• The central and shaping language of the church’s life has always been its prayer language. (89)
  • The Son of God empties himself of prerogative, of divine rights, of status and reputation, in order to be the one whom God uses to fill up creation and creatures with the glory of salvation. A bucket, no matter what wonderful things it contains, is of no use for the next task at hand until it is emptied. (102)

I highly recommend you grab The Contemplative Pastor and put it on the list of one of the first books you read in 2016. It will challenge you, frustrate you, and leave you thirsting for Christ more in all areas of your life and church. We all could use more of that!

Owen on the Christian Life – Review

I’m not a big biography reader, but I have been incredibly pleased and have enjoyed the Theologians on the Christian Life series from Crossway. I have now read four books in this series, and have thoroughly devoured and highlighted heavily each of these books. Most recently I have read Owen on the Christian LifeAlong with not reading many biographies, I have not read any books by John Owen. I have had Mortification of Sin on my reading list for about five years now, but just haven’t read it. However, I have heard a great deal about this theologian and so I was immediately interested in diving into this book from Matthew Barrett and Michael Haykin.

One thing that I have loved about this series is that they have taken theological “giants” and made the accessible for all levels of reader whether new believer, long time believer, pastor, seminarian, etc. Barrett and Haykin walk through the life of John Owen as well as looking at the doctrines that he contributed to the most, and shown how his life and his understanding of a specific Christian doctrine help the reader to be able to live their own Christian life better knowing this all. Barrett and Haykin (as well as all the others/editors in this series) have done a great job of showing Owen and the other theologians in this series are human and have questions about many doctrines and how they walked through Scripture and life to put their understandings into practice. We all need to see this as we all go through these same walks.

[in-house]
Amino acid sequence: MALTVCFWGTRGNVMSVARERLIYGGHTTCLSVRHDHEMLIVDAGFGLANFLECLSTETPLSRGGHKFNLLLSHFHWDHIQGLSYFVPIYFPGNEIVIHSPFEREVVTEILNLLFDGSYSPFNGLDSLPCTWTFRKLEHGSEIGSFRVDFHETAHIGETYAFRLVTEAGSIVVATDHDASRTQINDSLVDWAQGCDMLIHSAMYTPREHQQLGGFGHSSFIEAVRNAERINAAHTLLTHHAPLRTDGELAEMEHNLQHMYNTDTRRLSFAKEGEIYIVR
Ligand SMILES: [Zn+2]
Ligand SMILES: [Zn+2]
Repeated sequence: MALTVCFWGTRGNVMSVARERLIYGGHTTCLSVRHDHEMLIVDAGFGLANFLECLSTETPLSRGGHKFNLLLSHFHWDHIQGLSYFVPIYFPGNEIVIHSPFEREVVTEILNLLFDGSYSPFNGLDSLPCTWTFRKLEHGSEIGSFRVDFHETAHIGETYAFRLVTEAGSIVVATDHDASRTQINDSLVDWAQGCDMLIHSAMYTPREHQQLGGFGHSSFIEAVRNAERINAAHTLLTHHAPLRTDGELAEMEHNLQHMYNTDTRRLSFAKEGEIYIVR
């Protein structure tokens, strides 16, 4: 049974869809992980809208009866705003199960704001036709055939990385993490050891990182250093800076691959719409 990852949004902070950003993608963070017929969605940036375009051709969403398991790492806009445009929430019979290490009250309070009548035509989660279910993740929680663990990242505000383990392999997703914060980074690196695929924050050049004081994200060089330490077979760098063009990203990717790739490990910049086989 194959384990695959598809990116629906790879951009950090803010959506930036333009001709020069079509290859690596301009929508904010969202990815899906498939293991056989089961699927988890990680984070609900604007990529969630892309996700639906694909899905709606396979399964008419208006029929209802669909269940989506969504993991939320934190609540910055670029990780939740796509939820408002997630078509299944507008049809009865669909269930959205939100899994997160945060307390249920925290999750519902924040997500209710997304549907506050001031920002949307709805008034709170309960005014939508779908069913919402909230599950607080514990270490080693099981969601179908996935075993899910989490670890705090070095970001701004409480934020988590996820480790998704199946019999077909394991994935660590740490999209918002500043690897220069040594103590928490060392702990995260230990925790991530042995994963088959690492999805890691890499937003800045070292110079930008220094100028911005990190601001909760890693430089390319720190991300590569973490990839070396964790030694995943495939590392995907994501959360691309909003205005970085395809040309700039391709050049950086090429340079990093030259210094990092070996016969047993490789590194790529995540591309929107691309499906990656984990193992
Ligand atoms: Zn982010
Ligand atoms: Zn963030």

I would thoroughly recommend this book to all Christians to want to know how to pursue God more fully. I am appreciative to Matthew Barrett and Michael Haykin for this book, and I am more appreciative to John Owen for his passion for Christ and desire to show Him in all that He did in his life.